In 2017, Steve Oliverez had a hunch.
The entrepreneur had already enjoyed a stellar run during the stock market’s “Trump bump,” but, with the year winding down, he identified what he believed to be an opportunity for reaping next-level gains.
At the time, the Republican tax overhaul was in the final stages of congressional passage, and Oliverez was convinced it would unleash a bull rush that would take the market to new highs — so he began buying up short-term, way-out-of-the-money calls on the S&P 500
Big risk, big reward. Maybe.
“Under normal circumstances, that’s a great way to throw away money, but I was using historical data from 1987, the last time such a huge tax-reform bill was passed,” he said. “With the VIX
in single digits, options were so cheap that if there was even a 1-in-50 chance of me being right and history repeating itself, then the odds were still in my favor due to the outsized potential payout.”
Oliverez was no stranger to embracing long odds. Two years earlier, he garnered 1.5 million YouTube views when he decided to throw his hat into the presidential ring. For a guy with no shot, he made quite a splash across the internet as a contender for the Republican nomination.
According to the Huffington Post, no other candidate’s campaign announcement up to that point, aside from Donald Trump’s, racked up clicks like Oliverez’s.
But he was never really serious about the whole White House thing.
“I filed just for fun … but ended up getting a fair amount of attention,” Oliverez told MarketWatch. “It was a great learning experience, too — from the YouTube comments I learned I was too liberal and that I should go back to Mexico.”
While he didn’t go back to Mexico (having been born in Virginia), the Austin, Texas–based Oliverez did go back to trying to make a killing in the stock market. The inspiration to play the tax cuts led to action, and he posted his positions in Reddit’s raucous “Wall Street Bets” community:
Plenty of Reddit commenters trashed the move. “These kind of posts are the reason 90% of [Wall Street Bets] is turning their $1,000 into $100,” one said.
But that didn’t keep Oliverez from committing to his risky play. “I started buying the options around Thanksgiving, and by the end of December, I’d sunk $100,000 into them,” he said. “If the stock market didn’t see a huge spike up very quickly in the new year I’d lose it all. Turned out to be one of the best Januarys in history. Once the options made it into the money, they started going up real fast.”
Since the 1987 period he used as a basis for the trade ended with a big crash, Oliverez quickly began to unwind his option positions. He acknowledged that he could have timed it better, considering how the rally played out, but, when it was all said and done, he’d made off with a massive profit:
At that point, he resisted the greedy urge to parlay his windfall into an even bigger fortune and basically stepped away from the trading screen.
“I bought a new house with cash, so no mortgage, car was already paid off, no student loans (dropped out of community college), and the kids’ college accounts are funded, so I don’t have a ton of monthly expenses,” he said. “I work for myself, but I was able to take most of the year off to celebrate.”
And, judging from his Instagram account, celebrate he did, living the high life and bouncing around the U.S., Southeast Asia, Japan, etc.:
As his “Wall Street Bets” brethren like to say, YOLO! “I’ve got a huge bucket list and decided it was time to start checking a lot of things off. It worked out, since 2018 ended up being a bad year for trading anyway,” Oliverez recounted. “I’d still check on the markets from my phone, but in Thailand or St. Maarten.”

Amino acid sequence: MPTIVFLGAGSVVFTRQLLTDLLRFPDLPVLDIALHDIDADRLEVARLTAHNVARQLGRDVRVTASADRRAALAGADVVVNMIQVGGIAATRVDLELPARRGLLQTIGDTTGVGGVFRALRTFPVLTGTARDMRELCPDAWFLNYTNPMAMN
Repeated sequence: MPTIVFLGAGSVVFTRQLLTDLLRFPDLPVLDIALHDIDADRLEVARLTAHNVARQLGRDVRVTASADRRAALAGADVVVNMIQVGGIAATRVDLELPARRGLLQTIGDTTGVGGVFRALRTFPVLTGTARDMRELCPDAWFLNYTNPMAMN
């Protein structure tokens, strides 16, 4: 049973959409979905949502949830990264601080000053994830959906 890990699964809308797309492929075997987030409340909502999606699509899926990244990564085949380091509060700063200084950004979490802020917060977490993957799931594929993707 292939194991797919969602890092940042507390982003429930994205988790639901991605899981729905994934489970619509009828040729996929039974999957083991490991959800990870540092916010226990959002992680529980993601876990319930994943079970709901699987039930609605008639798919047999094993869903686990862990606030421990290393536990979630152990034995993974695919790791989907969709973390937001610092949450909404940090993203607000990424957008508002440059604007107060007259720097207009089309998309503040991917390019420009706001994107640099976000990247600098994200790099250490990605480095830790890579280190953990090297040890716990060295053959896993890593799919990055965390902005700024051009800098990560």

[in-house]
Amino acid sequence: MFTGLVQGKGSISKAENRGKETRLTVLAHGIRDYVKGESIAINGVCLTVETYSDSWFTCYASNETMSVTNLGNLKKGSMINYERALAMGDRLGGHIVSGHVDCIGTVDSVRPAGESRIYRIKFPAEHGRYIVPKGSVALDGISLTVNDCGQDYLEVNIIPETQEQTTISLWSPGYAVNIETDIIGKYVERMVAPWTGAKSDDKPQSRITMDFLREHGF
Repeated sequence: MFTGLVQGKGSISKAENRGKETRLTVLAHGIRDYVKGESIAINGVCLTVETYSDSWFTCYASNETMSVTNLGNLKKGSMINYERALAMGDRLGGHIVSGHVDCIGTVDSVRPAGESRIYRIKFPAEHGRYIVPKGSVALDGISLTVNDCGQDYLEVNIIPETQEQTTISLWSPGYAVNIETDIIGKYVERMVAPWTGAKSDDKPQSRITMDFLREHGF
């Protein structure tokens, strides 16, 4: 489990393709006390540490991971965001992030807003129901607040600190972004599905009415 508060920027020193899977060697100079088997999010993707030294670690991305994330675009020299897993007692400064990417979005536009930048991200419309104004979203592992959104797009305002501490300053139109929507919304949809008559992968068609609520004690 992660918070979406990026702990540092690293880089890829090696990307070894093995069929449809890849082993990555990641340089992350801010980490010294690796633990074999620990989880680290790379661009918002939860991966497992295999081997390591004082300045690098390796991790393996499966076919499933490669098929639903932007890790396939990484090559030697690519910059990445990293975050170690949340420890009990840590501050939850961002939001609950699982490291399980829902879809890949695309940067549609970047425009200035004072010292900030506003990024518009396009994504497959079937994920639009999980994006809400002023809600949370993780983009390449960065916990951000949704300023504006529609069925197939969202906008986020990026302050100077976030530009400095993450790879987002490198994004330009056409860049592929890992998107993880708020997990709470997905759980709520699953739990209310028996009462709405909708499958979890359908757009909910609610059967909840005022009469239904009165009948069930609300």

He does feel the pull to make another bold play, but that won’t happen for awhile. Oliverez, who jokes that he’s an Instagram model now, is satisfied taking the safer route and sticking primarily to passive investing in U.S. equities and real estate.
“Leveraged gambles like buying options are essentially the same as playing against a casino,” he said. “Even if you get a big payout from time to time, the longer you play the more you lose.”
Read: Trader says he has ‘no money at risk,’ promptly loses 2,000%
Oliverez knows a thing or two about being caught on the wrong end, as well.
His misfires include buying $40,000 in S&P puts right before the 2016 election, wagering correctly that Trump would pull off an upset but assuming wrongly a deep selloff would ensue and stick around long enough for him to profit.
‘I learned the important lesson that if you’re right but your timing is wrong, you’re still wrong.’
“I went to bed thinking I’d made $300,000,” he said of the Election Night futures-market whipsaw. “Of course, the recovery happened by the time the markets opened, and that $40,000 was gone. I learned the important lesson that if you’re right but your timing is wrong, you’re still wrong.”
When fortune ultimately smiled on him over the following year, Oliverez compared his $2.4 million stroke of trading luck, or skill, to card counting.
“I saw a big imbalance in the risk/reward in options pricing after what had the potential to be a major market-moving event,” he said. “The thing with counting cards, though, is you spend a lot of time just waiting around.”
And Oliverez said he’s willing to wait.
“Economic growth is slowing outside the U.S., but we’re still chugging along, and with a divided government I don’t see anything major coming up that would change that,” he predicted. “There’s some upside with the trade deals in the works, but even if they fell apart U.S. equities would still be the best game in town.”
So when does he see the count turn in his favor?
“I don’t expect the next big catalyst until November of next year,” he said. “That election will have larger consequences for the future of the U.S. and equity markets than even the 2016 election.”
We’ll check back a year from November.